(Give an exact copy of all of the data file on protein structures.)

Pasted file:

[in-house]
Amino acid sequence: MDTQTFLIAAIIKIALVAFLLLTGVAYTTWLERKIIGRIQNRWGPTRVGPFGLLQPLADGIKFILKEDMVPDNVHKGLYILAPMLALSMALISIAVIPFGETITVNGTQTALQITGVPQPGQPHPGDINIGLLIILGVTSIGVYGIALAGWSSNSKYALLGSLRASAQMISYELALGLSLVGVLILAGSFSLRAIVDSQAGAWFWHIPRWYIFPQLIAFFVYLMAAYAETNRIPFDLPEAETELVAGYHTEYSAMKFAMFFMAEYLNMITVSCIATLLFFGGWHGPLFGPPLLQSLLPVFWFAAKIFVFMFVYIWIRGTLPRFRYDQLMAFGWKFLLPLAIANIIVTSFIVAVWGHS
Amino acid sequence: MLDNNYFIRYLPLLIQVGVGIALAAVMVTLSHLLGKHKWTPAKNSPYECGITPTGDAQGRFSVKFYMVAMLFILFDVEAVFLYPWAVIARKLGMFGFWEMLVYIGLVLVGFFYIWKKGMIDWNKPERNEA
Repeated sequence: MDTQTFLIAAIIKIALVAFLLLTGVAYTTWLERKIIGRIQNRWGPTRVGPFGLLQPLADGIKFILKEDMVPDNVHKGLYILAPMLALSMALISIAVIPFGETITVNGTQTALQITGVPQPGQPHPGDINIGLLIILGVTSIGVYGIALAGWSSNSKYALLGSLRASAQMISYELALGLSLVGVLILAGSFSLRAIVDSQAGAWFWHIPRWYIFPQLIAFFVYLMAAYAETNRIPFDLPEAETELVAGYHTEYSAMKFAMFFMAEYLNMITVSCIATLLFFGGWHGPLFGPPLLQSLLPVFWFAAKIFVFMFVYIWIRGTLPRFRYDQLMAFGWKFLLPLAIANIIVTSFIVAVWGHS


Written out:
[in-house]
Amino acid sequence: MDTQTFLIAAIIKIALVAFLLLTGVAYTTWLERKIIGRIQNRWGPTRVGPFGLLQPLADGIKFILKEDMVPDNVHKGLYILAPMLALSMALISIAVIPFGETITVNGTQTALQITGVPQPGQPHPGDINIGLLIILGVTSIGVYGIALAGWSSNSKYALLGSLRASAQMISYELALGLSLVGVLILAGSFSLRAIVDSQAGAWFWHIPRWYIFPQLIAFFVYLMAAYAETNRIPFDLPEAETELVAGYHTEYSAMKFAMFFMAEYLNMITVSCIATLLFFGGWHGPLFGPPLLQSLLPVFWFAAKIFVFMFVYIWIRGTLPRFRYDQLMAFGWKFLLPLAIANIIVTSFIVAVWGHS
Amino acid sequence: MLDNNYFIRYLPLLIQVGVGIALAAVMVTLSHLLGKHKWTPAKNSPYECGITPTGDAQGRFSVKFYMVAMLFILFDVEAVFLYPWAVIARKLGMFGFWEMLVYIGLVLVGFFYIWKKGMIDWNKPERNEA
Repeated sequence: MDTQTFLIAAIIKIALVAFLLLTGVAYTTWLERKIIGRIQNRWGPTRVGPFGLLQPLADGIKFILKEDMVPDNVHKGLYILAPMLALSMALISIAVIPFGETITVNGTQTALQITGVPQPGQPHPGDINIGLLIILGVTSIGVYGIALAGWSSNSKYALLGSLRASAQMISYELALGLSLVGVLILAGSFSLRAIVDSQAGAWFWHIPRWYIFPQLIAFFVYLMAAYAETNRIPFDLPEAETELVAGYHTEYSAMKFAMFFMAEYLNMITVSCIATLLFFGGWHGPLFGPPLLQSLLPVFWFAAKIFVFMFVYIWIRGTLPRFRYDQLMAFGWKFLLPLAIANIIVTSFIVAVWGHS